However, it would be very concerning if parents were fed information suggesting that they should not trust their own legal representatives (as a number of commenters on this blog have regularly suggested), because this can render them unable to benefit from good legal and strategic advice about how best to maximise their chances of a good outcome for them and their family. Parents in care proceedings are vulnerable and generally not well equipped to tell good advice from bad. They are likely to rely upon advice from person in a position of authority, or perhaps to accept advice which lays the responsibility for their predicament at someone else’s door, or which gives them the answer they wish to hear. I would be very concerned to think that any person, but particularly an MP (well intention or otherwise) was conducting himself in such a way as to interfere with the proper legal process and with the relationship of trust between lawyer and client, to the ultimate disadvantage of parents. I would not in any way want to prevent an MP and his constituent from communicating freely, but I would expect an MP to avoid giving potentially inaccurate or misleading information or guidance to parents in matters which are legally and factually complex.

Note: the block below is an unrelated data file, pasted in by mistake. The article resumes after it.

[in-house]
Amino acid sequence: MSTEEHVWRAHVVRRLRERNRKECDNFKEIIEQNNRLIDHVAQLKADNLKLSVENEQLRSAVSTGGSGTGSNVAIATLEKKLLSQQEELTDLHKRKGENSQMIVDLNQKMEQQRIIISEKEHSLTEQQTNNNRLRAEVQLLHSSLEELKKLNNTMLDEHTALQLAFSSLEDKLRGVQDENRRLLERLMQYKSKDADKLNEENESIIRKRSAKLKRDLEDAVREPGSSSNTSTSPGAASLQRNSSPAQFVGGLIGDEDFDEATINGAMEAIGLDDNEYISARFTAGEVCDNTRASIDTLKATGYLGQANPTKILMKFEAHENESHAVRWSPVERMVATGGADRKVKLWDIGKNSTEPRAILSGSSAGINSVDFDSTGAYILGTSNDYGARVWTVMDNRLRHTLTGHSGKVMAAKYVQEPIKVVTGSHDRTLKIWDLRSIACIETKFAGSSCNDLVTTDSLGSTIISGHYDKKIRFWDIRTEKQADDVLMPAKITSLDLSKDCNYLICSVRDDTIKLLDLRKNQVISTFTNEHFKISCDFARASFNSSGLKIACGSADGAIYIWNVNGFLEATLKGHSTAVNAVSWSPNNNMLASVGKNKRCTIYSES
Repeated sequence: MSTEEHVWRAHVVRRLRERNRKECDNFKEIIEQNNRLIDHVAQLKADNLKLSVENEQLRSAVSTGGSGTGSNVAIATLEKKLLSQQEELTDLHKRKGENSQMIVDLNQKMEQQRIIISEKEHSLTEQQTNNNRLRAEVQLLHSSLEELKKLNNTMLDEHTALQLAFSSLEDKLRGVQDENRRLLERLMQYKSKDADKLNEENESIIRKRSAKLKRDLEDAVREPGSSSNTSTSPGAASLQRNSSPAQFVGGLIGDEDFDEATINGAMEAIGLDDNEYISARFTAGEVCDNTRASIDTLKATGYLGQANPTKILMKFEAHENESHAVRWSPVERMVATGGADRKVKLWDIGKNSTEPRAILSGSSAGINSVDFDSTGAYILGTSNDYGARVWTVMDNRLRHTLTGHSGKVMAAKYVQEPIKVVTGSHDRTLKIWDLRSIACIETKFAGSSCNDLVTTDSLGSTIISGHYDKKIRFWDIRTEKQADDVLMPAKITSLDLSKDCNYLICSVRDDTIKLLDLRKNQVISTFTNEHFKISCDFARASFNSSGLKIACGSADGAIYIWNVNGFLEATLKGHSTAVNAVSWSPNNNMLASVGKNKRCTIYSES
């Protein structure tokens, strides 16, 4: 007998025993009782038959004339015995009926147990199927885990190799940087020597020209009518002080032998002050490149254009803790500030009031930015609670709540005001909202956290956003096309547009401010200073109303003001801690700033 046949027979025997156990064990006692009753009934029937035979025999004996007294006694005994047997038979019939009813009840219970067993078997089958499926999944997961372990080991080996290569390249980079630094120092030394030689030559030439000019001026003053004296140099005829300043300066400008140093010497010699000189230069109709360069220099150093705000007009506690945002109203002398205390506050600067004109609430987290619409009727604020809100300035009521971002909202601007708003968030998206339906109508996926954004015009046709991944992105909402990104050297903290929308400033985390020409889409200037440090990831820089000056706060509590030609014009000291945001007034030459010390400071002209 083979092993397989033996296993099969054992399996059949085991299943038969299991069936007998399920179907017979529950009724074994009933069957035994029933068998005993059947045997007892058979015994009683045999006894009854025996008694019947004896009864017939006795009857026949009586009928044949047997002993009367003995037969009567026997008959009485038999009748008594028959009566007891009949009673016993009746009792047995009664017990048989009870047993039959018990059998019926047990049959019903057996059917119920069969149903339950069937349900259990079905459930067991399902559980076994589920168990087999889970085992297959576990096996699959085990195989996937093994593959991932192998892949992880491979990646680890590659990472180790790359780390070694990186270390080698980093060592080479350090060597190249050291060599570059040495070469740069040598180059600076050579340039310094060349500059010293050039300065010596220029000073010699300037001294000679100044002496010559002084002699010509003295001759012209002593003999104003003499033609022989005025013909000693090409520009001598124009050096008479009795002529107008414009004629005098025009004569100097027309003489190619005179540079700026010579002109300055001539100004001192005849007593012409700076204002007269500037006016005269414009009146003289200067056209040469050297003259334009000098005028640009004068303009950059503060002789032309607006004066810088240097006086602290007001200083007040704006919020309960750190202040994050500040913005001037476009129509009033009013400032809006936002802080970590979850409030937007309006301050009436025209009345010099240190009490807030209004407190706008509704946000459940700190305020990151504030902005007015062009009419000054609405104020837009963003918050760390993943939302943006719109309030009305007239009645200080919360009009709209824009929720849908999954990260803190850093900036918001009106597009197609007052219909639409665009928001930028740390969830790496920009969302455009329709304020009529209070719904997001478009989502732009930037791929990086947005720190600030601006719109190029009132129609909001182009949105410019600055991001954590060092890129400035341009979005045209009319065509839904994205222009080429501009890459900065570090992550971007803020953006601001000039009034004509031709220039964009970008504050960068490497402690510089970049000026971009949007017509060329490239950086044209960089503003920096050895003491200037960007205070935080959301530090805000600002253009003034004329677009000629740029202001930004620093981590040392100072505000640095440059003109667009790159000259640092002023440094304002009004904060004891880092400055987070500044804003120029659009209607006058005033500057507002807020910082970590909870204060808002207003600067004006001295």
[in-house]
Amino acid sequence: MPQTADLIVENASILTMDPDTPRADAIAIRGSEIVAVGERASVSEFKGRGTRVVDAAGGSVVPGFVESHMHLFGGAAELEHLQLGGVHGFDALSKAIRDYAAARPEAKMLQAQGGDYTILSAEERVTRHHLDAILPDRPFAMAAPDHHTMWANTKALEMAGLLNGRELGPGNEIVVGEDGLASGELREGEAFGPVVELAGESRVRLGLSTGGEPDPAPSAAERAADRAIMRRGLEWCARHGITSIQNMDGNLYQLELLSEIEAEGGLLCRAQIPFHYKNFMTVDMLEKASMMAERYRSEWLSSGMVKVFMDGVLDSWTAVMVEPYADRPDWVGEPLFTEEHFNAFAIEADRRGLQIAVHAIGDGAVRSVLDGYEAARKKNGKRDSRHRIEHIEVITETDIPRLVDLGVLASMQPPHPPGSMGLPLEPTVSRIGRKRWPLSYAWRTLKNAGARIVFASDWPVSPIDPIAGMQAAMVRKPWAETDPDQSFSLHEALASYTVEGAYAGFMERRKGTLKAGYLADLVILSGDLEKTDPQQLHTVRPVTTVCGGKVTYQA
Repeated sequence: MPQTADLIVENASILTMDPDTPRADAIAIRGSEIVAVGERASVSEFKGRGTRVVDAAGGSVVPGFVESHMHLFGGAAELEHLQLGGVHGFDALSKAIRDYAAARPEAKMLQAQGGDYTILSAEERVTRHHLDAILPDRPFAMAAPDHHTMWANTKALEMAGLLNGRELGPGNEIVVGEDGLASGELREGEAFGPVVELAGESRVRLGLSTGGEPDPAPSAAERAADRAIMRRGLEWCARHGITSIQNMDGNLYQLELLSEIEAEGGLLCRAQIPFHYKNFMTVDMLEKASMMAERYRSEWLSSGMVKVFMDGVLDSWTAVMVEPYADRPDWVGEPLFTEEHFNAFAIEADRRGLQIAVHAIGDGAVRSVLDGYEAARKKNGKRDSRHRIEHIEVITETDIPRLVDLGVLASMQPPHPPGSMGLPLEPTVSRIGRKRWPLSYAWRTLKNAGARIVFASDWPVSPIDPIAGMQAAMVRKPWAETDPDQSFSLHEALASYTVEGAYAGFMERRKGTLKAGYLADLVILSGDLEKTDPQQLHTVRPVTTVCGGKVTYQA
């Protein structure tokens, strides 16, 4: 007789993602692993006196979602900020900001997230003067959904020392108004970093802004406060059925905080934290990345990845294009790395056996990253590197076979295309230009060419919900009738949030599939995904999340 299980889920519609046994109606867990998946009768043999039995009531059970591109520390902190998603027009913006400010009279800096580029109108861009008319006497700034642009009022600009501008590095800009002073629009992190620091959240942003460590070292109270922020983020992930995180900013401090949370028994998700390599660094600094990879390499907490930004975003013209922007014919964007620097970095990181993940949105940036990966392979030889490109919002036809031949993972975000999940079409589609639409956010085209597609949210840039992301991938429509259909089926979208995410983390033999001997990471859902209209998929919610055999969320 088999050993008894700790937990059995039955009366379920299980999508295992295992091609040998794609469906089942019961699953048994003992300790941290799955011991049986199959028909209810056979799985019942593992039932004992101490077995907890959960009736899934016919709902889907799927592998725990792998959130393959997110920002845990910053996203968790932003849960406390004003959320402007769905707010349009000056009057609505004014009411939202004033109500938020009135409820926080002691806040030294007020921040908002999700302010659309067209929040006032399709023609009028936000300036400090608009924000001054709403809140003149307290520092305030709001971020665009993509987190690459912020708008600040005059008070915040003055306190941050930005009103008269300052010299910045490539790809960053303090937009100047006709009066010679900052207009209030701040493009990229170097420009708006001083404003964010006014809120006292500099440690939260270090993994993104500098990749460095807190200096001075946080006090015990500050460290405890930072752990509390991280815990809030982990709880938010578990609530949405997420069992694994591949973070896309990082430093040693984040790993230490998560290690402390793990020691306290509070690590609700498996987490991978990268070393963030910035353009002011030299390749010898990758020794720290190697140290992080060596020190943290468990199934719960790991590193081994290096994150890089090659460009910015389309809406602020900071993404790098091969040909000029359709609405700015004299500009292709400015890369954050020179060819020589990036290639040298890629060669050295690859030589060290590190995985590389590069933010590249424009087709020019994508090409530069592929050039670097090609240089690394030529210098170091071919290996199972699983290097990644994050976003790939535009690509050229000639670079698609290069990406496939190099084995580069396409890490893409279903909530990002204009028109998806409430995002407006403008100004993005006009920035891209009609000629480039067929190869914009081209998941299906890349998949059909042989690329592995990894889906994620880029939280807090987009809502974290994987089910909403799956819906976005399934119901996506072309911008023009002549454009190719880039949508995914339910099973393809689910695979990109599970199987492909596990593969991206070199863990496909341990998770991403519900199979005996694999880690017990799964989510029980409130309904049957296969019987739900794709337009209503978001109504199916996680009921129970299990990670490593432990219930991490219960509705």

Postscript: hat tip again to @carlgardner for alerting me to this judgment in respect of the Goodwin injunction case, in which Hemming is criticised for misleading comment, and the prospect of referral to the Attorney General is raised.

Postscript 2: this post really ought to be read in conjunction with this really really excellent post on Ministry of Truth: The Hemming Agenda.

Privacy Law Change Shelved

As heralded here the implementation of the CSFA 2010 reforms has been shelved pending the report of the Family Justice Review Committee in the autumn of 2011 (The MoJ website summarises the announcement here).
Which is odd, because the terms of reference of that committee relate only to system and process and specifically exclude making recommendations about substantive law. And I quote (the Review’s own summary of its remit):

The Review will:

  • examine both public and private law cases
  • explore if better use can be made of mediation and how best to support contact between children and non-resident parents or grandparents
  • examine the processes (but not the law) involved in granting divorces and awarding ancillary relief, and
  • look at how the different parts of the family justice system are organised and managed.

So I’m not really sure what waiting for the review committee’s report is going to achieve. But then I suppose if it recommends abolition of large chunks of family proceedings as we know them, the Act will become largely redundant. Either way, I would wager the sections of the CSFA 2010 bearing upon publication of information in family proceedings will go the way of much of the FLA 1996 (never brought into force).

Previous posts on the CSFA 2010 can be found by clicking here.